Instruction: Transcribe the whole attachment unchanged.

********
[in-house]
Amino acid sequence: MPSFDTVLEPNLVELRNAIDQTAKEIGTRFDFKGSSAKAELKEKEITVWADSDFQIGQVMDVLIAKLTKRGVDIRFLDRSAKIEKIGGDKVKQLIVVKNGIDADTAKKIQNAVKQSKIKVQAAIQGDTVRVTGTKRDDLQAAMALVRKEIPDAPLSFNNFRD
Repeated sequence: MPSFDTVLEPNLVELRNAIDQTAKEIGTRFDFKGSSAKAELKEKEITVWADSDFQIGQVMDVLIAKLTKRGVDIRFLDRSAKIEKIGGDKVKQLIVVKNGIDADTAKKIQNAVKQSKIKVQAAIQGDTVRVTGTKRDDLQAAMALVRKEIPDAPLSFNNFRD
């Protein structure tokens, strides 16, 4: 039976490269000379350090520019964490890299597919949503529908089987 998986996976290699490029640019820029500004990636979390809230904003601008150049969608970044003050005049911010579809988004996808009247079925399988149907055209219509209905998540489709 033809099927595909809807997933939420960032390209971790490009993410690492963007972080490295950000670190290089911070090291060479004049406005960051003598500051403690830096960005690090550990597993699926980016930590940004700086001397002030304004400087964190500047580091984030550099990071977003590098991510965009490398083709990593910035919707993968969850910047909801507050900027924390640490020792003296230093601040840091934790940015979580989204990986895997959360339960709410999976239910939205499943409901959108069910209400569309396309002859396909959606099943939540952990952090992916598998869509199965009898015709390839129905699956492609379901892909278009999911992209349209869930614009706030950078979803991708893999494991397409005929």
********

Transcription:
[in-house]
Amino acid sequence: MPSFDTVLEPNLVELRNAIDQTAKEIGTRFDFKGSSAKAELKEKEITVWADSDFQIGQVMDVLIAKLTKRGVDIRFLDRSAKIEKIGGDKVKQLIVVKNGIDADTAKKIQNAVKQSKIKVQAAIQGDTVRVTGTKRDDLQAAMALVRKEIPDAPLSFNNFRD
Repeated sequence: MPSFDTVLEPNLVELRNAIDQTAKEIGTRFDFKGSSAKAELKEKEITVWADSDFQIGQVMDVLIAKLTKRGVDIRFLDRSAKIEKIGGDKVKQLIVVKNGIDADTAKKIQNAVKQSKIKVQAAIQGDTVRVTGTKRDDLQAAMALVRKEIPDAPLSFNNFRD
């Protein structure tokens, strides 16, 4: 039976490269000379350090520019964490890299597919949503529908089987 998986996976290699490029640019820029500004990636979390809230904003601008150049969608970044003050005049911010579809988004996808009247079925399988149907055209219509209905998540489709 033809099927595909809807997933939420960032390209971790490009993410690492963007972080490295950000670190290089911070090291060479004049406005960051003598500051403690830096960005690090550990597993699926980016930590940004700086001397002030304004400087964190500047580091984030550099990071977003590098991510965009490398083709990593910035919707993968969850910047909801507050900027924390640490020792003296230093601040840091934790940015979580989204990986895997959360339960709410999976239910939205499943409901959108069910209400569309396309002859396909959606099943939540952990952090992916598998869509199965009898015709390839129905699956492609379901892909278009999911992209349209869930614009706030950078979803991708893999494991397409005929």